The catalogue is for sale in the Museum's bookshops ($35.00).

The catalogue is made possible by the Drue E. Heinz Fund.

Education and Concert Programs
An array of educational programs complements the exhibition, including gallery talks, documentary film screenings, and a Sunday at the Met program on October 25 featuring a talk by Georgia J. Cowart and a musical demonstration by Robert Mealy and Friends. "Watteau and Music: Dance, Seduction, Allusion, Mystery," a concert with Paula Robison and friends featuring music by Rameau and Couperin will take place on November 7 in the Museum's Grace Rainey Rogers Auditorium. "Watteau and Words: A Reading of French Poetry" with Philippe de Montebello will take place on November 19, also in the Grace Rainey Rogers Auditorium.

The concert program is made possible by Mr. and Mrs. David T. Schiff.

Audio Guide
An Audio Guide of commentary by Metropolitan Museum Director Thomas P. Campbell and music from early 18th century France is available for rental ($7, $6 for members, and $5 for children under 12).

The Audio Guide is sponsored by Bloomberg.

The exhibition and its related programs will be featured on the Museum's website at www.metmuseum.org.


September 21, 2009



Lecture and Reading Watteau and Words: A Reading of French Poetry
Philippe de Montebello, Director Emeritus, The Metropolitan Museum of Art, and Fiske Kimball Professor in the History of Culture and Museums, Institute of Fine Arts, New York University

Philippe de Montebello speaks about Antoine Watteau's painting Mezzetin (1718–20) in the Museum's collection and reads poems by writers whom Watteau inspired—notably Théophile Gautier, Albert Samain, Paul Verlaine, and Marcel Proust—along with other works that provide a brief anthology of French poetry from François Villon (1431–ca. 1463) to René Char (1907–1988). As he reads in French, the original text of the poems and their English translation are projected on a screen so the audience can follow along.

Thursday, November 19, 6:00: $25
The Grace Rainey Rogers Auditorium


Watteau and Music: Dance, Seduction, Allusion, Mystery
Paula Robison, flute
John Gibbons, harpsichord
Frederic Hand, lute and guitar

Paula Robison and friends present a concert of the music of Rameau and Couperin.

Saturday, November 7, 6:00: $23
The Grace Rainey Rogers Auditorium

For subscription program tickets call (212) 570-3949, Monday–Saturday, 9:30–5:00, and Sunday, 12:00–5:00. You may also visit the Concerts & Lectures box office in the Museum's Great Hall, Tuesday–Saturday, 10:00–5:00, and Sunday, 12:00–5:00, or go to www.metmuseum.org/tickets.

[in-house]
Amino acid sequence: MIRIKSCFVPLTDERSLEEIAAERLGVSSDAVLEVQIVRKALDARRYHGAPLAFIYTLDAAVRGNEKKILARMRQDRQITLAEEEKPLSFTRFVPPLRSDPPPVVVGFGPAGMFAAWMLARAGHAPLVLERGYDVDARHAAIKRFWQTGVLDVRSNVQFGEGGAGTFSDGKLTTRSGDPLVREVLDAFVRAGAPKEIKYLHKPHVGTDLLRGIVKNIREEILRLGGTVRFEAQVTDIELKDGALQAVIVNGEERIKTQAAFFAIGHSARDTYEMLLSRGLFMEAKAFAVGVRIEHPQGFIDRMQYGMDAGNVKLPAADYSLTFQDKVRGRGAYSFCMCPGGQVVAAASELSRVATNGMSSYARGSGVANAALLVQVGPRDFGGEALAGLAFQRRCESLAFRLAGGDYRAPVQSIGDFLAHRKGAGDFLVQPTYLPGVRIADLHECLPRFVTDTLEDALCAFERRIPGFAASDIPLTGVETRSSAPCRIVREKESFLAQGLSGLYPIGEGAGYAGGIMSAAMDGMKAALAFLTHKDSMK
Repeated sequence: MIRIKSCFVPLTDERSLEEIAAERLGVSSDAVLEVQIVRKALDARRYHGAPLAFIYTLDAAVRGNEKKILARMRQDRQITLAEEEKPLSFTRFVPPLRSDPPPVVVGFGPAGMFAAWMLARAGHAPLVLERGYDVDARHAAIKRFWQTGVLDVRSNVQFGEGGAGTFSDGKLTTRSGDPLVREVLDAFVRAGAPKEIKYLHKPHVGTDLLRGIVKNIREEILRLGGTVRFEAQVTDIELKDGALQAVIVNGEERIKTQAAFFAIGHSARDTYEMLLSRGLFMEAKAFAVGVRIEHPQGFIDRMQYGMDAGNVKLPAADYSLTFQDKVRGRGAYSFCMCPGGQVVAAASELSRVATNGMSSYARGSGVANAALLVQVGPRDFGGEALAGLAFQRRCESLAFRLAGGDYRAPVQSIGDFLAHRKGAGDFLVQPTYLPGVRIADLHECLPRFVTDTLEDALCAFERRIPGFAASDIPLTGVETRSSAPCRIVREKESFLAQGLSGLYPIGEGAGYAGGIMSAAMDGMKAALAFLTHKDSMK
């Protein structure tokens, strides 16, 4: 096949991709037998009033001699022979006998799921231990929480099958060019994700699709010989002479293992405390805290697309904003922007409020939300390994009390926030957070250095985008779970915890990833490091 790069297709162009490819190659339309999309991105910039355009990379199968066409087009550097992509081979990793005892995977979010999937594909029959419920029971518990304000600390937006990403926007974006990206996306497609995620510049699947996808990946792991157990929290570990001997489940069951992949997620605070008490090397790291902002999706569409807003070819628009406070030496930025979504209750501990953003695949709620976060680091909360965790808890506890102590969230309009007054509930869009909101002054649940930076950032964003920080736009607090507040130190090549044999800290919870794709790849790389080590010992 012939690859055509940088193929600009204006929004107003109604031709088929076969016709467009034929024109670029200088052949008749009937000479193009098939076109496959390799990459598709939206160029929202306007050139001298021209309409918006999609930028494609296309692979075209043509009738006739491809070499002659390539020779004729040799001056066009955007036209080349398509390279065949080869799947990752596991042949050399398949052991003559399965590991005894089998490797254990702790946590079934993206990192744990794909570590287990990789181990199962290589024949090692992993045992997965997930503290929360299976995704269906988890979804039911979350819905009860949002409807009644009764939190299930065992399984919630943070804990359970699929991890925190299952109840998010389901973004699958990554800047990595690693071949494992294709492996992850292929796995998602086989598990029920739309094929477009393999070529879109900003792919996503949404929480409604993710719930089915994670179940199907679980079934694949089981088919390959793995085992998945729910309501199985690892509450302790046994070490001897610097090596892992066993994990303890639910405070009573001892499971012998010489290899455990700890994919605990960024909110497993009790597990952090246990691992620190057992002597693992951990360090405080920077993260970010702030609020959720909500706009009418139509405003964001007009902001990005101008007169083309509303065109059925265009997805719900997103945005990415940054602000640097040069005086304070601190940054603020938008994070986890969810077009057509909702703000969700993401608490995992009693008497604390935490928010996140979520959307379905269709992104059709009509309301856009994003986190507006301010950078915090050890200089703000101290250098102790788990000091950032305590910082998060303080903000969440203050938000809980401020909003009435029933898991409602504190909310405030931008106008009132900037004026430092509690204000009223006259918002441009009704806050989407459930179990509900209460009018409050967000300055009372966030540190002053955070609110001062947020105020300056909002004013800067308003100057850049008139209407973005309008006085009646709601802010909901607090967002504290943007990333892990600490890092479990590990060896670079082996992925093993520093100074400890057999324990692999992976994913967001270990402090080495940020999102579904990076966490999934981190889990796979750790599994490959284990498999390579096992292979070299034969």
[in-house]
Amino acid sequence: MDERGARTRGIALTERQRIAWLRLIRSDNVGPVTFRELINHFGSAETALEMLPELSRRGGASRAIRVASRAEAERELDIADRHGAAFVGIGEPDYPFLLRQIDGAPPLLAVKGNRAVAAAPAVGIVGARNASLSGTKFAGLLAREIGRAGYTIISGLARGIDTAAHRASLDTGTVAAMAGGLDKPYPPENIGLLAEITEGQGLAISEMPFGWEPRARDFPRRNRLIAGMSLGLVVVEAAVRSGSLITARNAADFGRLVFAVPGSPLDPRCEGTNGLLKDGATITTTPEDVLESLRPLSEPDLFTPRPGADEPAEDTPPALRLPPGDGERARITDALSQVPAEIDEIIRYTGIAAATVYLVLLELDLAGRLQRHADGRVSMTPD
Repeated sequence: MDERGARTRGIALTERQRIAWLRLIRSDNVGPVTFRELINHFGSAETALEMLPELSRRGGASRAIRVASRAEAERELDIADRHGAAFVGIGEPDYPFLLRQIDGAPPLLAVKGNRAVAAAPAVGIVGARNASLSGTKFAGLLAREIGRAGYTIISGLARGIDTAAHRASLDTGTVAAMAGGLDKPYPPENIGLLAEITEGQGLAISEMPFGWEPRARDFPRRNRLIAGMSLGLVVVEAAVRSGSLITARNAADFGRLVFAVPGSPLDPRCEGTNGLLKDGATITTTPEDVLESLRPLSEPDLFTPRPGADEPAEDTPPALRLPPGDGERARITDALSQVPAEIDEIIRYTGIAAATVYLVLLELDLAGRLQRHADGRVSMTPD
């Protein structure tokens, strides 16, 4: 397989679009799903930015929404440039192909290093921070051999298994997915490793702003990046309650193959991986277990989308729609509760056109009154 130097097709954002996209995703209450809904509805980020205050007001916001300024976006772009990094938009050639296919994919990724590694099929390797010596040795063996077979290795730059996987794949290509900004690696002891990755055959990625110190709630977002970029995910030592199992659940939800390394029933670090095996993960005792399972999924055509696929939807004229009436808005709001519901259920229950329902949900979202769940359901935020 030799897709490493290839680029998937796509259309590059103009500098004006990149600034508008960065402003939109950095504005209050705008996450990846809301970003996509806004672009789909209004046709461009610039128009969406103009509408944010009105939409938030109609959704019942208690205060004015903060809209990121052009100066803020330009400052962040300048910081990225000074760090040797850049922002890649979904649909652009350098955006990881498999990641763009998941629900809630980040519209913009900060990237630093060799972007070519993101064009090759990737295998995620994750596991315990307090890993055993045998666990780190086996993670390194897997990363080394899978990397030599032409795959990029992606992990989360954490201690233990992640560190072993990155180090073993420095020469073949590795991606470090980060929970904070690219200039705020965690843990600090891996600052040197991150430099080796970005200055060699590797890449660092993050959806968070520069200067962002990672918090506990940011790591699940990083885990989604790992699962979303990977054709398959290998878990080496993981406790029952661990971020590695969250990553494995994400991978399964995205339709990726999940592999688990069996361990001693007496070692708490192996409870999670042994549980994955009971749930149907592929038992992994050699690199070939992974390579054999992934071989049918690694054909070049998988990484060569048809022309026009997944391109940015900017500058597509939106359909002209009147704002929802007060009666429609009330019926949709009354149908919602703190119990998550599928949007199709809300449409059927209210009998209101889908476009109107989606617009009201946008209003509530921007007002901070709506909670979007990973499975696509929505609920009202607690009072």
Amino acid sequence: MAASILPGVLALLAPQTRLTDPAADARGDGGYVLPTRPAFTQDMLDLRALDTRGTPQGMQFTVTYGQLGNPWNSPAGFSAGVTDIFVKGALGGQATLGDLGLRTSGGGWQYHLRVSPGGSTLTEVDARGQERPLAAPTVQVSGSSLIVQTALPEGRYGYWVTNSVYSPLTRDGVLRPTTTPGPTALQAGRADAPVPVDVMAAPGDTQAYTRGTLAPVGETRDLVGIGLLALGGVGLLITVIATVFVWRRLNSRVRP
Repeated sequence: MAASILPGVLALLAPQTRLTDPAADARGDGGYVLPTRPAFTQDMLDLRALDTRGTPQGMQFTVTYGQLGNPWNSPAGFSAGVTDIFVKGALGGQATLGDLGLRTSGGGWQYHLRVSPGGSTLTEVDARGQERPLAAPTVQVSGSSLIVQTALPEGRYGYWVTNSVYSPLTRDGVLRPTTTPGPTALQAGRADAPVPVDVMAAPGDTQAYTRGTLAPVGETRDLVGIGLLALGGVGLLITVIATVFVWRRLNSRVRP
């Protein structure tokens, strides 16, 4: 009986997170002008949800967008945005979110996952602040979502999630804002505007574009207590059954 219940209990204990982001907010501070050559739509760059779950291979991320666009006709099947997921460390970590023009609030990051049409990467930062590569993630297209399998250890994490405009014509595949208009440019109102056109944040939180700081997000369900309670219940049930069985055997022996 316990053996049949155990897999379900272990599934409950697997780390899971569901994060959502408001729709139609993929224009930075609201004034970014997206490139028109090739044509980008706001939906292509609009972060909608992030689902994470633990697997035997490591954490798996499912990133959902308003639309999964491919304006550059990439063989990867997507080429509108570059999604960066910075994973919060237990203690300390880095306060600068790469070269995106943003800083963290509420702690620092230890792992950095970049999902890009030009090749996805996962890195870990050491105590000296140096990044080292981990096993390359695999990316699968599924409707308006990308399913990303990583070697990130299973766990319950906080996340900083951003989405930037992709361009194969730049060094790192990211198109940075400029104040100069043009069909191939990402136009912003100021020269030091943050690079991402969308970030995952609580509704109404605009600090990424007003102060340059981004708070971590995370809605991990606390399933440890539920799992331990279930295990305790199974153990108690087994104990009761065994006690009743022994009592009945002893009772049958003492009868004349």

Both concerts occur in Gallery Sixteen, European Paintings, second floor.

Les Charmes de la Vie: Baroque Music from the Time of Watteau
REBEL Ensemble for Baroque Music
Wednesday, October 14, 3:30

Music for a Fête Galante
Ensemble "Les Plaisirs de Versailles" led by violinist Robert Mealy performing on the Museum's 1693 violin by Antonio Stradivari.
Thursday, November 12, 3:30


Sunday, October 25
The Grace Rainey Rogers Auditorium

The afternoon explores the place of music and theater in Watteau's art and the tension between an imagery of power, associated with the court of the Sun King, Louis XIV, and a more optimistic and at times subversive imagery of pleasure, developed in opera-ballet and theater in the first years of the eighteenth century.


Music and Theater in Watteau's Paris
Georgia Cowart, professor, Department of Music, Case Western Reserve University

Musical Demonstration
A short music and dance demonstration by Robert Mealy and Friends, highlighting a 1693 Stradivari violin in the Museum's collection.


Meet at exhibition entrance, European Paintings Galleries, second floor.

Wednesday, September 30, 11:00. Katharine Baetjer
Friday, October 30, 11:00. Véronique Sintobin
Thursday, November 19, 10:00. Véronique Sintobin


The depiction of music making figures prominently in the art of Watteau and his contemporaries, yet many museumgoers have never heard the music that these canvases evoke. The Audio Guide, narrated by Metropolitan Museum Director Thomas P. Campbell, serves as a musical accompaniment to the exhibition, featuring performances of music by composers such as François Rebel, Francesco Corbetta, and François Couperin, who set the tone of the early eighteenth century.

The Audio Guide is available for daily rental: $7.00 for the general public; $6.00 for Museum Members; $6.00 for groups of 14 or fewer; $5.00 for children under 12; $4.00 for groups of 15 or more.


These screenings are held in Bonnie J. Sacerdote Lecture Hall, Uris Center for Education.

100 Great Paintings: Processions—The Embarkation for the Island of Cythera (1982), Anita Crum, director. Brief analysis of Watteau's painting (10 min.); Music at the Court of Louis XIV (1986), Tony Cash, director. Discusses music composed by Lully, Delalande, and Couperin (53 min.).
Tuesday, October 13, 2:00
Thursday, October 15, 2:00


Family Orientations—Watteau, Music, and Theater Designed for young visitors and their adult companions, these engaging slide introductions to the special exhibition are followed by lively discussion in the galleries.
Saturday, October 3, 10, 17, and 24, 1:30–2:30 and 3:00–4:00


Art, Music, and Theater